Guesthouse Palace Inn, Split
Photo Credit: Guesthouse Palace Inn

We arrived having driven from Rijeka. The hotel is located off a courtyard in the vicinity of the Golden Gate. New visitors without a detailed map may be disoriented on their first foray inside – Google Maps are not reliable here. If that’s all you have, you might best wait outside the Palace wall after telephoning for someone to meet you.

Parking in the center city, particularly on busy holiday weekends, may seem a nightmare. Jerko will help you find a space in the neighboring streets. Inside the Palace walls, it’s pedestrians only. We chose to drop off our Sixt car rental in Split after the first night.

Guesthouse Palace Inn, Spit
Roman exterior wall in our bath. Photo by Betsy Wuebker

Many visitors arrive in Split via cruise ship or ferry, as it has long been a popular stop and gateway to the Dalmatian coastal islands. Ferries are frequent from Hvar, Korcula and other islands. You may come by sea from the coastal cities of Rijeka, Zadar and Dubrovnik as well. Check schedules and ticket information here.

Diocletian's Palace

To see our other posts about attractions and destinations in Croatia, click here.

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Top 10 Sofia Attractions for First Timers | Passing Thru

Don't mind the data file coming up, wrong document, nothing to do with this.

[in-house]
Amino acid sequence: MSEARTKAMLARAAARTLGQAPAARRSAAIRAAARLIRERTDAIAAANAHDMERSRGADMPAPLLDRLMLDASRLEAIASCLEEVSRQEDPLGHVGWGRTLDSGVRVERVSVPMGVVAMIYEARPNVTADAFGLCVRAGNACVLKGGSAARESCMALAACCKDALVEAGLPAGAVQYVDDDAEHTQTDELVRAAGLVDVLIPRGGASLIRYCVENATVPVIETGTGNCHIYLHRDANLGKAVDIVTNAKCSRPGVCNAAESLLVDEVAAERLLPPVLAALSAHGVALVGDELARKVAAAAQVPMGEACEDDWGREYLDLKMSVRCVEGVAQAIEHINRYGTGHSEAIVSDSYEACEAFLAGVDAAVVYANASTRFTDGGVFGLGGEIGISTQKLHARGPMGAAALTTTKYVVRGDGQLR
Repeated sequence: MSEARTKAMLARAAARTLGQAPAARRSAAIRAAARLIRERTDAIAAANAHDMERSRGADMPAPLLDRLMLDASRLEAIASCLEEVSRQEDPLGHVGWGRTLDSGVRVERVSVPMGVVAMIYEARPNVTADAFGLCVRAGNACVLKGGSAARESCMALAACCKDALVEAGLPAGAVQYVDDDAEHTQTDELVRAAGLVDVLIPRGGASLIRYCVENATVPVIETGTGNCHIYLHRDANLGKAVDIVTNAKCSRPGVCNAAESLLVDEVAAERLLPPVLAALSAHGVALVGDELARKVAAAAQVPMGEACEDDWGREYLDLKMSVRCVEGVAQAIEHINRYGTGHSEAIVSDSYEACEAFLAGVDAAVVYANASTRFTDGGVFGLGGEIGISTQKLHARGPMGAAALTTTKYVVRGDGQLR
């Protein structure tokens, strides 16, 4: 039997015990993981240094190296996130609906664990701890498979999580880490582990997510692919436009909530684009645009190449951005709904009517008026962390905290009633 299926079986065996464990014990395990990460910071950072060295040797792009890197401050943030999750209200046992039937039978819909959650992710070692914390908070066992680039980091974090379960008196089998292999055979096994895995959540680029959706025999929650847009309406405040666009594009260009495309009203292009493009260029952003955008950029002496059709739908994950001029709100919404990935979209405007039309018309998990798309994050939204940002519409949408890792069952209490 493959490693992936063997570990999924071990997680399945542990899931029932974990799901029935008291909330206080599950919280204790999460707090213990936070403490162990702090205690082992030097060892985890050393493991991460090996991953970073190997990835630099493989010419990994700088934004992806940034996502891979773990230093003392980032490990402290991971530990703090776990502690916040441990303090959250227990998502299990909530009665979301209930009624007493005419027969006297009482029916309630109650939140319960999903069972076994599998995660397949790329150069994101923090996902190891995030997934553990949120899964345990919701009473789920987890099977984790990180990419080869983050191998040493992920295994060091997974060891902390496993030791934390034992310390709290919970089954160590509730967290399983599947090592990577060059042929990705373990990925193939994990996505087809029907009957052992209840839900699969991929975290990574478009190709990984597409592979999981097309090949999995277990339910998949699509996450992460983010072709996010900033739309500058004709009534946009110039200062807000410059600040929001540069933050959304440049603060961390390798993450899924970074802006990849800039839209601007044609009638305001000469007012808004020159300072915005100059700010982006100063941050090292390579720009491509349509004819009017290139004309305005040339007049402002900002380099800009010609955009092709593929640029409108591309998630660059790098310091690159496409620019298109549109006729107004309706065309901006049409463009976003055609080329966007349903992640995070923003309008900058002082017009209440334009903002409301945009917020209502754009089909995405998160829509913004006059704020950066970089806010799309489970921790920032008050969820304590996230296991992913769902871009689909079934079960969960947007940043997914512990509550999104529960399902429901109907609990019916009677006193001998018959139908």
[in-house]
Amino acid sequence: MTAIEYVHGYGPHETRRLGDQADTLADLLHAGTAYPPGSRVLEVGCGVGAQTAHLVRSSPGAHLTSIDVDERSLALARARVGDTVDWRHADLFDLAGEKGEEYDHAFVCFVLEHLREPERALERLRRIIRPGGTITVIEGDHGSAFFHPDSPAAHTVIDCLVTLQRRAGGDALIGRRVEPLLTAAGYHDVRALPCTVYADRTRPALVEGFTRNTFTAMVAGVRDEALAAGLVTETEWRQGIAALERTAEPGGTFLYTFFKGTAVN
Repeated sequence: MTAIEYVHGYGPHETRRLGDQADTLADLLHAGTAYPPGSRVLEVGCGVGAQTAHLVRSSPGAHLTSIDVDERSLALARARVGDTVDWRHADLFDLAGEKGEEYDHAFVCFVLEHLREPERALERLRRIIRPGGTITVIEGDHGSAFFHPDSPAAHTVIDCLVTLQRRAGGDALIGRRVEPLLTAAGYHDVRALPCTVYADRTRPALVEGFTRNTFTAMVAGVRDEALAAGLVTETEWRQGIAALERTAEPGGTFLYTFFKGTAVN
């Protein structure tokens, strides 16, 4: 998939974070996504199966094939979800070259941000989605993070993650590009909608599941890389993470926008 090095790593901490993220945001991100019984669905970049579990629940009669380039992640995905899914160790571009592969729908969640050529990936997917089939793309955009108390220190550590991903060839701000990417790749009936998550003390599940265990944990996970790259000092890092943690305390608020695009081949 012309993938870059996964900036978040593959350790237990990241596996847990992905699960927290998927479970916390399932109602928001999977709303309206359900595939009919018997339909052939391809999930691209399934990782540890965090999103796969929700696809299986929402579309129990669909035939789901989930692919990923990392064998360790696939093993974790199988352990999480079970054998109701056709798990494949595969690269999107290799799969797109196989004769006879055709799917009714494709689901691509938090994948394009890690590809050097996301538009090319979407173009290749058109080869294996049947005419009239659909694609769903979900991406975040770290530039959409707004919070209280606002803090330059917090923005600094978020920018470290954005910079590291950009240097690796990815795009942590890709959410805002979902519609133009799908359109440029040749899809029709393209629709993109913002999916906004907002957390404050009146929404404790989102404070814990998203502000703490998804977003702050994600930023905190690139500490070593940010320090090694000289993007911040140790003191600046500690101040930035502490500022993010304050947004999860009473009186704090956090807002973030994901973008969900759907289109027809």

Thursday 28th of April 2016

[…] the Emperor Diocletian (see our write-up on his retirement palace in Split, Croatia) divided its province into two, Serdica became one of the new capitals. In 311, […]


Friday 8th of April 2016

I just loved this place. Having a beer with live music on a hot summer night surrounded by these ruins was magic!

Betsy Wuebker

Friday 8th of April 2016

Hi Bruno - We loved it, too. There were many moments in Split which proved life is good.

Doreen Pendgracs

Sunday 3rd of April 2016

I'm not a Game of Thrones fan, and haven't yet been to Croatia, but I would certainly like to go. GREAT pics!

Betsy Wuebker

Sunday 3rd of April 2016

Hi Doreen - I haven't found a soul who hasn't loved Croatia, GoT fan or not. :)

Romantic Rovinj | Passing Thru

Sunday 3rd of April 2016

[…] medieval town, whose lone church bell tower – that of Saint Euphemia (martyred by Diocletian, whose Palace we visited in Split) in Rovinj – points skyward from the center of a spiral of red-tiled roofs.  Like a […]

Jo ~ Lifestyle Fifty

Sunday 3rd of April 2016

Loved your photos Betsy and they brought back fabulous memories of our time in Croatia and Split. We stayed in a tiny guest house on the top floor in the Diocletian's Palace, quite near to the restaurant you feature in one of your photos. Just loved Split ... the ancientness of it all, the wonderful atmosphere, the restaurants, that gorgeous look out hill and the ability to hop on a boat or ferry and go to an island. Awesome Croatia. Great post :)

Betsy Wuebker

Sunday 3rd of April 2016

Hi Jo - You're so right. Croatia is simply awesome, and Split is a lovely experience. Thanks.